2008 Joint Meeting of The Geological Society of America, Soil Science Society of America, American Society of Agronomy, Crop Science Society of America, Gulf Coast Association of Geological Societies with the Gulf Coast Section of SEPM

Paper No. 3
Presentation Time: 8:55 AM

Gravity Constraints on the Structure of the Marius Hills and Aristarchus Plateau Volcanic Fields, the Moon

KIEFER, Walter S., Lunar and Planetary Institute, 3600 Bay Area Blvd, Houston, TX 77058, kiefer@lpi.usra.edu

The Marius Hills in central Oceanus Procellarum is the largest lunar volcanic dome complex. It is 200 by 250 kilometers across and contains more than 300 volcanic domes and cones and 20 sinuous rilles. Individual domes are up to 25 kilometers across. On the rest of the lunar mare, only about 200 volcanic domes are known, emphasizing the unusual nature of the Marius Hills. The Aristarchus Plateau in northern Oceanus Procellarum is 170 by 220 km across. It contains the Moon's largest pyroclastic deposit (49,000 km2) and 36 sinuous rilles.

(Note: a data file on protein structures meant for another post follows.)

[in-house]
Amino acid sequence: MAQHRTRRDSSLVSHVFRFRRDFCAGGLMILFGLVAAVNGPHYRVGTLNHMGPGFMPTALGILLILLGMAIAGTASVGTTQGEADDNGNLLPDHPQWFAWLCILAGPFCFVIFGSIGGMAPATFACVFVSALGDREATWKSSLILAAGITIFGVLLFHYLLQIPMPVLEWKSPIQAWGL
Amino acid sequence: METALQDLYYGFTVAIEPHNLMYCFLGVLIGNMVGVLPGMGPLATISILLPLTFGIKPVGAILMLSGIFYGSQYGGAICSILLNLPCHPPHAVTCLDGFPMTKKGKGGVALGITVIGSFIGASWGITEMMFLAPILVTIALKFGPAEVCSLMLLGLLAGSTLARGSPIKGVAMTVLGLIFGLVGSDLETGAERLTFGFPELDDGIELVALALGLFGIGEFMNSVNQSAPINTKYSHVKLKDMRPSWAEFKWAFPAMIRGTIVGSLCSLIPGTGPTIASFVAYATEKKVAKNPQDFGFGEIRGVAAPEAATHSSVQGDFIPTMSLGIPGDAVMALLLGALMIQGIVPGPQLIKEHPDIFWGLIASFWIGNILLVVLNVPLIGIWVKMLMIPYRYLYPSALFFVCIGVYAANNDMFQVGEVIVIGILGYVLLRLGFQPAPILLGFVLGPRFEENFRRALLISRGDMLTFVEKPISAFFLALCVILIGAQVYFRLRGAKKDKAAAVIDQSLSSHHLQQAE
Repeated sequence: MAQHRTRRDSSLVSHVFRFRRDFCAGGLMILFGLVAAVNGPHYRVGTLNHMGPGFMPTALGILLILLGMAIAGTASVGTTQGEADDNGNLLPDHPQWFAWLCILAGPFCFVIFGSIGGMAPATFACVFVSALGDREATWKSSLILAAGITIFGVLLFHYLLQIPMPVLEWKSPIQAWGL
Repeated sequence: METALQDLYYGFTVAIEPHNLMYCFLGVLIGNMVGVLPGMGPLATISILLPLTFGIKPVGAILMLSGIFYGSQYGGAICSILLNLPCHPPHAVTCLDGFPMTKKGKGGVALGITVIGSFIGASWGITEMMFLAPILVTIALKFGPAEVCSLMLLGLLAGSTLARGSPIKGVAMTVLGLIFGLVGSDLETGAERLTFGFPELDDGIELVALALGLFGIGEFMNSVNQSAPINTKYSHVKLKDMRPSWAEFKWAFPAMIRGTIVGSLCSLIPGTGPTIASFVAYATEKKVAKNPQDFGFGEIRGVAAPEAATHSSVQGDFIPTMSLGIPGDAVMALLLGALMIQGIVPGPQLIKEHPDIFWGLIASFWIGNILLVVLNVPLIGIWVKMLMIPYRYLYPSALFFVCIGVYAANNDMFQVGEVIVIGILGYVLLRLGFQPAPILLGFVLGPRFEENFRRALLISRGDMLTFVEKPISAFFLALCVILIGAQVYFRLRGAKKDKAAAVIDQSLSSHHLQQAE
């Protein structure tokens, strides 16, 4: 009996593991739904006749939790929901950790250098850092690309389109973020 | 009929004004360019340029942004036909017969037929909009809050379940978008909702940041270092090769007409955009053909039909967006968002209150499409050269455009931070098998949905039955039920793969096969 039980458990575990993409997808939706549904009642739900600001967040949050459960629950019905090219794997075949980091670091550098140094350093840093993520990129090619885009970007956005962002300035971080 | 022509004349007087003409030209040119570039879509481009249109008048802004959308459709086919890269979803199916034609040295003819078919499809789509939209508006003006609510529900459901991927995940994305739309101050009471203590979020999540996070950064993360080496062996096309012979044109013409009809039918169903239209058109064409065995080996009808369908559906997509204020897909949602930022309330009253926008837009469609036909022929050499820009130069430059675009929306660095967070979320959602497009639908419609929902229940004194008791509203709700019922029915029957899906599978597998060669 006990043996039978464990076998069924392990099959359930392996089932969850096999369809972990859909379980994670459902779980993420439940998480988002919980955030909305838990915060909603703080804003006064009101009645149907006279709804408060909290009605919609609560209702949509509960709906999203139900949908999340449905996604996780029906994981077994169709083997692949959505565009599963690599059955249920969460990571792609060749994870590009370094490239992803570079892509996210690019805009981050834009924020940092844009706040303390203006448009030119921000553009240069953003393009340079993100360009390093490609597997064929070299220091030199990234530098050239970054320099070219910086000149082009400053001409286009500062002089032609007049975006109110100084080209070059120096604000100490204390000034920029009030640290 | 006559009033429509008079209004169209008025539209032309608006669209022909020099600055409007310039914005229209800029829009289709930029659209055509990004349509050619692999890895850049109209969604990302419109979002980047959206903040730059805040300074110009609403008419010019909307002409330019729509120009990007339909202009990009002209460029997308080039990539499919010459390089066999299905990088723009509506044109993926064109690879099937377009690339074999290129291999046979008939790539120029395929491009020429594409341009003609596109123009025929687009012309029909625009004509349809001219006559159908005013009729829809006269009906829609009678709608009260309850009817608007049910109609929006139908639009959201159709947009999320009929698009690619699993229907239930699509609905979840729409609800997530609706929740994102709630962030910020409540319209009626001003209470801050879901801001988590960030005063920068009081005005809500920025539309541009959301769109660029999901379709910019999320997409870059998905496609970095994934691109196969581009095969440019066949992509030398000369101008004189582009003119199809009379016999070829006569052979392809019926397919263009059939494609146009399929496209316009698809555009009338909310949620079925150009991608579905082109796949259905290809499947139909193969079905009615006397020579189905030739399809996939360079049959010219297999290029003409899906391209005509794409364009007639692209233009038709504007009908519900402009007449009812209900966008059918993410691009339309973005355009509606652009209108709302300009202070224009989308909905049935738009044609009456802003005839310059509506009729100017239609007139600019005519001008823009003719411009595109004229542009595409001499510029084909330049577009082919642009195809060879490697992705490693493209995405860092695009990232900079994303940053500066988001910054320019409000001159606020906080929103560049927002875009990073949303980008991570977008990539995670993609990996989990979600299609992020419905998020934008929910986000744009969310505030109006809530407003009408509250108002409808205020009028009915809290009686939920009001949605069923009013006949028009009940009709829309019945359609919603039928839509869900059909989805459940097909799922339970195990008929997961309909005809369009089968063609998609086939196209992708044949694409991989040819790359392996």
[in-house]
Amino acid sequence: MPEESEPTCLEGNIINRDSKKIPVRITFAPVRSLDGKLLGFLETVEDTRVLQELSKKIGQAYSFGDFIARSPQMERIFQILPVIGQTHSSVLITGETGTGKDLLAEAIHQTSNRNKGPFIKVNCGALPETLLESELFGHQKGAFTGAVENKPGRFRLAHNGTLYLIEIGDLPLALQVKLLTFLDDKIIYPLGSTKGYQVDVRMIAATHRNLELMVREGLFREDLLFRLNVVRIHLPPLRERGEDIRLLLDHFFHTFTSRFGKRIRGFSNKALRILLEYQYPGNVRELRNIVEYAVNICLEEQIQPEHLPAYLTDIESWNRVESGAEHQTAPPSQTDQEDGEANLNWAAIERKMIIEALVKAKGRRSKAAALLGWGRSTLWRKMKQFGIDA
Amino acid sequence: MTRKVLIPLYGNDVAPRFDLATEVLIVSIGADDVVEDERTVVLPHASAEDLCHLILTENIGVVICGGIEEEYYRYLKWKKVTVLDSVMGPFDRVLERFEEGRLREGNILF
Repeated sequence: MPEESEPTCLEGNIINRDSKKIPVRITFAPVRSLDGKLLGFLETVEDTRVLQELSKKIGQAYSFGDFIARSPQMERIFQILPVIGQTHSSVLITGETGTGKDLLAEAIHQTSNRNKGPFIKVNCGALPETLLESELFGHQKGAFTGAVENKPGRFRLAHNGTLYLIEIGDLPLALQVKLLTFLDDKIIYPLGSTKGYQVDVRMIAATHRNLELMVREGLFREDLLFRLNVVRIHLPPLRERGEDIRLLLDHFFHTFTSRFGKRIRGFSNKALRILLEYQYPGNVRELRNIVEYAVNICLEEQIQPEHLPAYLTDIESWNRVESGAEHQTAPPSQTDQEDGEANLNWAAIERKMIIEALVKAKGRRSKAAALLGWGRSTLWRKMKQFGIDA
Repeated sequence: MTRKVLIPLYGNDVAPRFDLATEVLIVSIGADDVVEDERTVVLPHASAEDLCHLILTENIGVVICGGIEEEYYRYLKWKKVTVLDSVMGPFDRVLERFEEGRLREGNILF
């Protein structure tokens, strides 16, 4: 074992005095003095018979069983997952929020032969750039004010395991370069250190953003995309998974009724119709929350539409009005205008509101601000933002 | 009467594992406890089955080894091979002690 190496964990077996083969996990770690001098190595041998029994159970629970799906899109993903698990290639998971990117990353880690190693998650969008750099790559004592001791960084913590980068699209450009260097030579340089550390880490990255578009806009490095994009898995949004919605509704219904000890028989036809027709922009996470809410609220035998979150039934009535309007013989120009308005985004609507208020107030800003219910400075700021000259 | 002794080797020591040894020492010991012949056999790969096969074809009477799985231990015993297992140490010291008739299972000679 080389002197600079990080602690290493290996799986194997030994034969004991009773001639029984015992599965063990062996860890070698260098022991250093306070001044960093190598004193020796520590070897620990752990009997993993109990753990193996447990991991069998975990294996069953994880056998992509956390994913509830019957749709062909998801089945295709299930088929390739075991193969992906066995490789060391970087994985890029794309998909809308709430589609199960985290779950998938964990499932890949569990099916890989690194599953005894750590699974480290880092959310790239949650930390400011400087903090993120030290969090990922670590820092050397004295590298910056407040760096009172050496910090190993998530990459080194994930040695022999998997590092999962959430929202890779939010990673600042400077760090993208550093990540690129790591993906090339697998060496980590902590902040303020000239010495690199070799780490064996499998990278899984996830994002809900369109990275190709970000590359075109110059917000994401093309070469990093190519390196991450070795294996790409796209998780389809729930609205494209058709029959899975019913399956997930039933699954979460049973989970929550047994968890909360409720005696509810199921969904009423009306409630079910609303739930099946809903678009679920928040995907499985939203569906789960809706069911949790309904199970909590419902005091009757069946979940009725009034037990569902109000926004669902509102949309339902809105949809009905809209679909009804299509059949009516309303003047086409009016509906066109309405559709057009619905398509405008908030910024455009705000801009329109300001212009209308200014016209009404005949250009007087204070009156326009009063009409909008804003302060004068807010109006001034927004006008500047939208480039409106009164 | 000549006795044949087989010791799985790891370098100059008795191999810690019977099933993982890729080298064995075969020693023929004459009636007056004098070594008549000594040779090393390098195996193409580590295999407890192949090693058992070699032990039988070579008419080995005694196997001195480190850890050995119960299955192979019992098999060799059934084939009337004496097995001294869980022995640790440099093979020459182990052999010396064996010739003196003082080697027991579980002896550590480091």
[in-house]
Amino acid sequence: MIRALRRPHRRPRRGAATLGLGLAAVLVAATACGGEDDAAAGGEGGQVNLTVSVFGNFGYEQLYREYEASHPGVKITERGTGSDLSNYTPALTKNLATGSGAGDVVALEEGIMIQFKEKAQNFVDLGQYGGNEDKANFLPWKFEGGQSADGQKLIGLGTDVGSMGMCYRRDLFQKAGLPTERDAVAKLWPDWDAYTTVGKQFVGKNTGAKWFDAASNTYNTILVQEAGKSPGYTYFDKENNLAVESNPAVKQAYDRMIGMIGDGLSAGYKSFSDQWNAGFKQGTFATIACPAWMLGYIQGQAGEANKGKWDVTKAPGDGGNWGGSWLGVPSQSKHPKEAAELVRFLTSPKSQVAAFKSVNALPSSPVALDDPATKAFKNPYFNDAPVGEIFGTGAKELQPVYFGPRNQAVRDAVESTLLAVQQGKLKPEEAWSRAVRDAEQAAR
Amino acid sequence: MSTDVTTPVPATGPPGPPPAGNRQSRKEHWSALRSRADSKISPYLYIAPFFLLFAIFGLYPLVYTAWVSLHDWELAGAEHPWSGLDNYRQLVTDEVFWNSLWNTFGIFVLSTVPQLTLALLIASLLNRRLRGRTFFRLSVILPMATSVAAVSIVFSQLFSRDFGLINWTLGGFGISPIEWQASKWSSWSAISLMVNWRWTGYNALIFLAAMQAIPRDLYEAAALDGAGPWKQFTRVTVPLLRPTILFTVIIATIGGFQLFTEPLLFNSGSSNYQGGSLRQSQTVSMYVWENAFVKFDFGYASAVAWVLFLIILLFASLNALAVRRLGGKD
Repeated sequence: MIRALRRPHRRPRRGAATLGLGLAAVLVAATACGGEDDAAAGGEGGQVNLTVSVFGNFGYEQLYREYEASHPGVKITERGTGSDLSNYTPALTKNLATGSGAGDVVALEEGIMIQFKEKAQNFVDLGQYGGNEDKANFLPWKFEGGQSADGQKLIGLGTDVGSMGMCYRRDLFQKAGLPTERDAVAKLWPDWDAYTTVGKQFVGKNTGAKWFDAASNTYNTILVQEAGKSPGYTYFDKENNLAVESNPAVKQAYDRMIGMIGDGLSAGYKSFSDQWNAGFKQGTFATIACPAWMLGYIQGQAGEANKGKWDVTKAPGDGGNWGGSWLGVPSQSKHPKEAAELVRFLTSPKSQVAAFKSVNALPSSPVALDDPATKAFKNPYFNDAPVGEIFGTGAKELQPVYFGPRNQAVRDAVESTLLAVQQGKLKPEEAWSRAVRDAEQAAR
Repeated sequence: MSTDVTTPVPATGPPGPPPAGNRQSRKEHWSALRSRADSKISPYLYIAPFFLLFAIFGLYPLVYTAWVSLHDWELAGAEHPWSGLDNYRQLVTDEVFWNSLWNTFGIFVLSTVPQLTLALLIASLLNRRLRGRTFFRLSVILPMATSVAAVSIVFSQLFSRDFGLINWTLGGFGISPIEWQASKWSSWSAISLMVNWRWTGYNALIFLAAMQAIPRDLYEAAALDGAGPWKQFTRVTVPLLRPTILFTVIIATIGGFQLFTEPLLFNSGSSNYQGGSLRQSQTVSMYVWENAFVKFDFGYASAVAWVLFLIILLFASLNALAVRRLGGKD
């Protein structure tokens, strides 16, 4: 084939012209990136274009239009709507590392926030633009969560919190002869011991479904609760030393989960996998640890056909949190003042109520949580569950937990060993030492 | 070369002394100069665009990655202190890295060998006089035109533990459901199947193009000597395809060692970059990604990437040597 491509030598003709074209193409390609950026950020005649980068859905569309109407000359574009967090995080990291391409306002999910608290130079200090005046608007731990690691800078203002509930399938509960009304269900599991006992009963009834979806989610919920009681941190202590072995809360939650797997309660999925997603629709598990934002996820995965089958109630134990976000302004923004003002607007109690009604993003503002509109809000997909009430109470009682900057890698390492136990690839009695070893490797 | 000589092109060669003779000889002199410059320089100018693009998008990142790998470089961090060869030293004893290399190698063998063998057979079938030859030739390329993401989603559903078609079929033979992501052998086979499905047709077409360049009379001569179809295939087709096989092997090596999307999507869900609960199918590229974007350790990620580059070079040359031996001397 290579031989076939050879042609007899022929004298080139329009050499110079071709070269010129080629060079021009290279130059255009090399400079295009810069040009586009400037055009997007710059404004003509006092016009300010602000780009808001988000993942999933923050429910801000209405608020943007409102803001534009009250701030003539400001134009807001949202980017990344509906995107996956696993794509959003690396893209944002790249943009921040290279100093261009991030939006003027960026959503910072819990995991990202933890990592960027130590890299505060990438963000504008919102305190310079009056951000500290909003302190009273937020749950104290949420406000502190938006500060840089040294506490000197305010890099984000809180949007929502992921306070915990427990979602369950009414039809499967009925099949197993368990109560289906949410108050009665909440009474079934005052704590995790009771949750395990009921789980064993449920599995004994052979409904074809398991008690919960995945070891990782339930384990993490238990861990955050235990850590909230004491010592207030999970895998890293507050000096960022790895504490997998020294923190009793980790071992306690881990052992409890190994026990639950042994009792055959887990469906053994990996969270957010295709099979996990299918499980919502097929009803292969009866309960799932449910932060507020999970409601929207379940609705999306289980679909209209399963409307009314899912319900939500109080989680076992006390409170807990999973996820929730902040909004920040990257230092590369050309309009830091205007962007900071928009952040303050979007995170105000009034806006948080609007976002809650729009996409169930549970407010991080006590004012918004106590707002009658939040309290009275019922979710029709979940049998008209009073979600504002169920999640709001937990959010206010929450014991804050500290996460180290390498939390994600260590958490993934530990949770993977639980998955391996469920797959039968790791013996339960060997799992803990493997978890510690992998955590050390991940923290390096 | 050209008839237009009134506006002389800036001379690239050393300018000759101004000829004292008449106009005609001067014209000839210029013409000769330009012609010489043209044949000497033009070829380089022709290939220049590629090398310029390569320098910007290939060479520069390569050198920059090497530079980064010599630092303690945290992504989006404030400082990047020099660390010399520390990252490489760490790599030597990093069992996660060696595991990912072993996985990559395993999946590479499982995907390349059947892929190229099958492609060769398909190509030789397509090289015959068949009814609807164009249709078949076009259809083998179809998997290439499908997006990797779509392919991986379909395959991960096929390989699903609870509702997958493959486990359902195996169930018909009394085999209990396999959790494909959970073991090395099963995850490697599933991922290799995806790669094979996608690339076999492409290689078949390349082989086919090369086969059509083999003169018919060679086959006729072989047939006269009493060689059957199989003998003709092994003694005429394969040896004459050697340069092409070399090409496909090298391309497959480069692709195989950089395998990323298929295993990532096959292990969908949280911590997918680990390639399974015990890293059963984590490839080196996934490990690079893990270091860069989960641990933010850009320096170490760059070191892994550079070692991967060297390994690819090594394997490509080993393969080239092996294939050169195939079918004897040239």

Gravity observations provide additional constraints on the structure of these volcanic fields. Existing gravity data resolves the regional structure in the volcanic fields but not individual domes. In the Marius Hills, the maximum free-air anomaly of 183 mGal (at spherical harmonic degree 70) occurs near the densest concentrations of domes. Less than 30% of the gravity anomaly is due to the surface topography. Most of the observed gravity anomaly in the Marius Hills is due to buried, high density material. In this regard, the Marius Hills are similar to some highland volcanos on Mars such as Syrtis Major and Tyrrhena Patera (Kiefer, Earth Planet. Sci. Lett., 2004). The density contrast that produces the Marius Hills anomaly is most likely due to basalt that fills pore space in the brecciated highland crust beneath the volcanic field. Thus, the gravity observations constrain the overall thickness and volume of volcanic activity in the Marius Hills. For plausible density values, the volcanic unit is at least 3 to 4 kilometers thick. In Aristarchus, the gravity high (108 mGal) is offset to the south-east from the topographic peak. It appears likely that buried, high density material occurs near the gravity maximum. On-going work will quantify the thickness and lateral distribution of this material.